14. A bushing assembly/support structure arrangement as set forth in claim 13, wherein each of said brackets comprises first and second leg members, said legs members being located on opposing sides of a corresponding said intermediate member and extending substantially orthogonal to said intermediate member.
15. A bushing assembly/support structure arrangement as set forth in claim 14, wherein said first location on said support rail is located between said first and second legs of said one first bracket.
16. A bushing assembly/support structure arrangement as set forth in claim 14, wherein said support rail includes first and second slots, said first and second leg members being received in said first and second slots and being weldably coupled to said support rail and said main body first side wall.
17. A bushing assembly/support structure arrangement as set forth in claim 16, wherein at least one of said bracket intermediate members is welded to said main body first side wall along substantially the entire length of said intermediate member.
18. A bushing assembly/support structure arrangement as set forth in claim 10, wherein each of said intermediate members is weldably coupled to said main body first side wall, and said support structure comprises a plurality of first support straps, each including a first end fixedly coupled to said bushing frame and a second end extending toward a corresponding location on said support rail for supporting said bushing assembly.
19. A bushing assembly/support structure arrangement as set forth in claim 10, wherein said bushing assembly further comprises a second support rail coupled to said main body second side wall, said main body second side wall being opposite said main body first side wall.
20. A bushing assembly/support structure arrangement as set forth in claim 19, wherein said bushing assembly further comprises a plurality of second brackets, each including an intermediate member weldably coupled to said main body second side wall.
21. A bushing assembly for containing a molten mineral material from which fibers can be attenuated, said bushing assembly comprising:
a bushing main body comprising at least first and second side walls and a tip plate extending between said side walls, said tip plate containing a plurality of orifices through which molten mineral material flows so as to be attenuated into fibers;
a plurality of first brackets each having an intermediate member coupled to said main body first side wall.
Description
TECHNICAL FIELD AND INDUSTRIAL APPLICABILITY OF THE INVENTION

This invention relates to a bushing assembly/support structure arrangement wherein the bushing assembly is adapted to receive a molten material and includes a plurality of nozzles through which the molten material passes prior to being attenuated into continuous fibers.

BACKGROUND OF THE INVENTION

In the manufacture of continuous glass fibers, glass forming batch ingredients are added to a melter where they are heated to a molten condition. The molten glass travels from the melter to one or more bushing assemblies by way of a glass delivery system, e.g., a channel and a forehearth. Each bushing has a number of nozzles or tips through which streams of molten glass flow via gravity. Those streams are mechanically drawn to form continuous glass fibers by way of a winder or like device.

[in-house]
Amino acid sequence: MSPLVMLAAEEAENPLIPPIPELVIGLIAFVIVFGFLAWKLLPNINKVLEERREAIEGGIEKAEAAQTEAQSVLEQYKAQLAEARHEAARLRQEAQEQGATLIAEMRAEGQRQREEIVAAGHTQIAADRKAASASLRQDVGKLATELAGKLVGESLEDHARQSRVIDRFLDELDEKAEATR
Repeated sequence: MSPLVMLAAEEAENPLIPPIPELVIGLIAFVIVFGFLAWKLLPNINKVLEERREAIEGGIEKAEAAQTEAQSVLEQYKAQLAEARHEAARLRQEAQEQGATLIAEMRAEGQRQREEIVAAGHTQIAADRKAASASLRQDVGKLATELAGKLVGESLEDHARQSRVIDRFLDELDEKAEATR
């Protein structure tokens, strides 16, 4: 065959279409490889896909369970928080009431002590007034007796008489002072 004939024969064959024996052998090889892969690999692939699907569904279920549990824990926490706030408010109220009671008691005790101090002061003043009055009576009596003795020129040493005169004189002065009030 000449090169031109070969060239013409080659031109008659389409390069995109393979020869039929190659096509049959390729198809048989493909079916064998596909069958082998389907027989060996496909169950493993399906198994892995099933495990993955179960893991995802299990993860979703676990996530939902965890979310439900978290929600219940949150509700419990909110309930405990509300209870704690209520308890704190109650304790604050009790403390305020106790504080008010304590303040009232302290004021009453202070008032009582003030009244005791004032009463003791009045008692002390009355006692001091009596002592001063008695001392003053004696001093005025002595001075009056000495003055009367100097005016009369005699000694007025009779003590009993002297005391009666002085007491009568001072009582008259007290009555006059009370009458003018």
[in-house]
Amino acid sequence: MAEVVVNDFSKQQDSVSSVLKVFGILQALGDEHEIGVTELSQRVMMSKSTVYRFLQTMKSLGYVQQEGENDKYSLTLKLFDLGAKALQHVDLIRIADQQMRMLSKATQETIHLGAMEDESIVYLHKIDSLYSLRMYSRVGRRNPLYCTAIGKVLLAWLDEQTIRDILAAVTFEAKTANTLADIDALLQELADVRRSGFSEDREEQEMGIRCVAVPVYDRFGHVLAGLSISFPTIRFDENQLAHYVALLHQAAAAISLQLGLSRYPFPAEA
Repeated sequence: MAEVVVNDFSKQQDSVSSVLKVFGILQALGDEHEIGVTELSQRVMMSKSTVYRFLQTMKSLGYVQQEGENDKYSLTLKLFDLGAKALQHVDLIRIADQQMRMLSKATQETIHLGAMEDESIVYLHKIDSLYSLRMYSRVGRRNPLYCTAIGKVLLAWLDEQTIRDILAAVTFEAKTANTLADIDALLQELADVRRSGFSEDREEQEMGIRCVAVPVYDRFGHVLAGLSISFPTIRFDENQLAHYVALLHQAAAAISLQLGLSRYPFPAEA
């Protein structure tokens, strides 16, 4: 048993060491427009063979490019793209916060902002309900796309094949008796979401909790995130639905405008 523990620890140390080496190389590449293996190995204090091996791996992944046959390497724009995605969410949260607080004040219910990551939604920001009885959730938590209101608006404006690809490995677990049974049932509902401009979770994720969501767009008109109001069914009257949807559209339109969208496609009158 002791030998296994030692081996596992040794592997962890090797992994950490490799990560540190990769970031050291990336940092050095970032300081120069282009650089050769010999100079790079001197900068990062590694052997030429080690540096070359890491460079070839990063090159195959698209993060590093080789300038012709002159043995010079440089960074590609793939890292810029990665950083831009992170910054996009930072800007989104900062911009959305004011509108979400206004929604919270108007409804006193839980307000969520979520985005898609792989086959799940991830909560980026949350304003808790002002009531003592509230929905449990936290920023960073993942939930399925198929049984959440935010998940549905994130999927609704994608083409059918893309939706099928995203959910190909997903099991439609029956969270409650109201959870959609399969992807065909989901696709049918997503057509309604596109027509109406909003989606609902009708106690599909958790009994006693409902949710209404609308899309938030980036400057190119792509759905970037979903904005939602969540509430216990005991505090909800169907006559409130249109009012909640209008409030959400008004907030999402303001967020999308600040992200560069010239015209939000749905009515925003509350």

A prior art bushing assembly is illustrated in FIG. 1. It comprises a bushing main body 10 having a plurality of side walls 11 (only one of which is illustrated) and a tip plate 12 extending between the side walls 10. The tip plate 12 includes the nozzles 12 a through which the streams of molten glass flow via gravity. A first support rail 20 is coupled to a first side wall of the bushing main body 10. A second support rail (not shown) is coupled to a second, opposing side wall of the main body 10. A plurality of C-shaped support brackets 30 (only one of which is illustrated in FIG. 1) are coupled to the first and second support rails 20 and the side walls 11 of the main body 10. Each support bracket 30 comprises outer members 30 a and 30 b, which are integral with and extend generally orthogonal to a generally horizontal intermediate member 30 c. Ends of the outer members 30 a and 30 b opposite the ends integral with the intermediate member 30 c are coupled to a corresponding support rail and main body side wall. A like number of support straps 40 (only one of which is illustrated in FIG. 1) are coupled to and extend from a bushing frame (not shown) and provide upwardly directed forces for supporting the bushing assembly. To insulate the support straps 40 and the bushing frame from electrical and thermal energy flowing through the main body 10, an electrically and thermally non-conductive bar 50 is provided between each support bracket 30 and corresponding support strap 40. Hence, each support strap 40 applies its upwardly directed holding force against a corresponding insulator block/support bracket combination.